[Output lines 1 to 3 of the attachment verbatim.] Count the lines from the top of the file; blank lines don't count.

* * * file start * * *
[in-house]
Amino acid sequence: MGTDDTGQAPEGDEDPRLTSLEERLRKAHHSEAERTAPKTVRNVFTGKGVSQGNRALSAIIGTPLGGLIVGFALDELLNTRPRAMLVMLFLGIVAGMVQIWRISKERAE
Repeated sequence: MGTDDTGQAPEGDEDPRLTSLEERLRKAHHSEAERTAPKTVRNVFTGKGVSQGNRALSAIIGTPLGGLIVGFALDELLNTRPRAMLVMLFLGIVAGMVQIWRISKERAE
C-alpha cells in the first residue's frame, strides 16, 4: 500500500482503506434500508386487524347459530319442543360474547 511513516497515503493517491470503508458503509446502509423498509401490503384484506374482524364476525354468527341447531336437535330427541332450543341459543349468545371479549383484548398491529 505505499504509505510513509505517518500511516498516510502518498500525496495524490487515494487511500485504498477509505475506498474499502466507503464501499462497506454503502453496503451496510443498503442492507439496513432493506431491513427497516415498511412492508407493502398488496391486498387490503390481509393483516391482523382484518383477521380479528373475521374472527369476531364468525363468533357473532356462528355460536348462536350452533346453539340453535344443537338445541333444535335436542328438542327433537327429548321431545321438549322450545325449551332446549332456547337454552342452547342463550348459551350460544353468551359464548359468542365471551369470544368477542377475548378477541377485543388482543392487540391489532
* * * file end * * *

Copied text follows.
[in-house]
Amino acid sequence: MGTDDTGQAPEGDEDPRLTSLEERLRKAHHSEAERTAPKTVRNVFTGKGVSQGNRALSAIIGTPLGGLIVGFALDELLNTRPRAMLVMLFLGIVAGMVQIWRISKERAE
Repeated sequence: MGTDDTGQAPEGDEDPRLTSLEERLRKAHHSEAERTAPKTVRNVFTGKGVSQGNRALSAIIGTPLGGLIVGFALDELLNTRPRAMLVMLFLGIVAGMVQIWRISKERAE